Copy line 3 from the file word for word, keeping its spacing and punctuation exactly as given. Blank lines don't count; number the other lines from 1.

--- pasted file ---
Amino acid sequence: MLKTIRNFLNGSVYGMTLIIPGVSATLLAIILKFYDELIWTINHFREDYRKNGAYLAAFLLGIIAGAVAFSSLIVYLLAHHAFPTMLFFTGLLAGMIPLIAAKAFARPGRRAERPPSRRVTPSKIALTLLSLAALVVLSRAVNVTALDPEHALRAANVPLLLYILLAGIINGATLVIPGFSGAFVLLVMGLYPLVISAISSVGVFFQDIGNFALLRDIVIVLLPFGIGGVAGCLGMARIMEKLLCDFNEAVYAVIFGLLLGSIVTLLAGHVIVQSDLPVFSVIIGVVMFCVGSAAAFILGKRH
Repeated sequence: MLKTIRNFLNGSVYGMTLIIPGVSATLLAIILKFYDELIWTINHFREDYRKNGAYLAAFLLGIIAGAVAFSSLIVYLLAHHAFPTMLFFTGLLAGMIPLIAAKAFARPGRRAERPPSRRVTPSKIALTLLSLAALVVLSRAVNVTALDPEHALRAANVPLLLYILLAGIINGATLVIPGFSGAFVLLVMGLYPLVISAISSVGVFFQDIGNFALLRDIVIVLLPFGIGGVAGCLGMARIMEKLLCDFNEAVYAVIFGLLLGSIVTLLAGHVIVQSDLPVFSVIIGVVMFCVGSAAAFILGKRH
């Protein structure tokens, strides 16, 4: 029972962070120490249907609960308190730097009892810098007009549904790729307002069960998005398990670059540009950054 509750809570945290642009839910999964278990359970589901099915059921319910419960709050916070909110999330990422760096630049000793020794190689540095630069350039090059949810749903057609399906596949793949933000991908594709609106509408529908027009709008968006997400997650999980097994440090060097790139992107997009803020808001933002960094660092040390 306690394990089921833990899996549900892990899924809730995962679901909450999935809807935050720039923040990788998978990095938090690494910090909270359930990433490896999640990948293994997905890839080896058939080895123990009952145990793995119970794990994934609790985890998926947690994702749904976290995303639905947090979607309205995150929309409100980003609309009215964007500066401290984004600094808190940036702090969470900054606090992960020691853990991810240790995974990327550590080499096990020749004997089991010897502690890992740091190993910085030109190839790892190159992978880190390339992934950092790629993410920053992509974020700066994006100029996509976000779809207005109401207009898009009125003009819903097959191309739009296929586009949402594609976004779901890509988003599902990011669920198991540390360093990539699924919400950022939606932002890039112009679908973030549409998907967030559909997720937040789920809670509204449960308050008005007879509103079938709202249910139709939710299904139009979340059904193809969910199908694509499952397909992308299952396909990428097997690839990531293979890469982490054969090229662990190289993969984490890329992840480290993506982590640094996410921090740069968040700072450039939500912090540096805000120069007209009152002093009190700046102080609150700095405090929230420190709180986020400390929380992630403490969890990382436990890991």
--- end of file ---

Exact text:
């Protein structure tokens, strides 16, 4: 029972962070120490249907609960308190730097009892810098007009549904790729307002069960998005398990670059540009950054 509750809570945290642009839910999964278990359970589901099915059921319910419960709050916070909110999330990422760096630049000793020794190689540095630069350039090059949810749903057609399906596949793949933000991908594709609106509408529908027009709008968006997400997650999980097994440090060097790139992107997009803020808001933002960094660092040390 306690394990089921833990899996549900892990899924809730995962679901909450999935809807935050720039923040990788998978990095938090690494910090909270359930990433490896999640990948293994997905890839080896058939080895123990009952145990793995119970794990994934609790985890998926947690994702749904976290995303639905947090979607309205995150929309409100980003609309009215964007500066401290984004600094808190940036702090969470900054606090992960020691853990991810240790995974990327550590080499096990020749004997089991010897502690890992740091190993910085030109190839790892190159992978880190390339992934950092790629993410920053992509974020700066994006100029996509976000779809207005109401207009898009009125003009819903097959191309739009296929586009949402594609976004779901890509988003599902990011669920198991540390360093990539699924919400950022939606932002890039112009679908973030549409998907967030559909997720937040789920809670509204449960308050008005007879509103079938709202249910139709939710299904139009979340059904193809969910199908694509499952397909992308299952396909990428097997690839990531293979890469982490054969090229662990190289993969984490890329992840480290993506982590640094996410921090740069968040700072450039939500912090540096805000120069007209009152002093009190700046102080609150700095405090929230420190709180986020400390929380992630403490969890990382436990890991």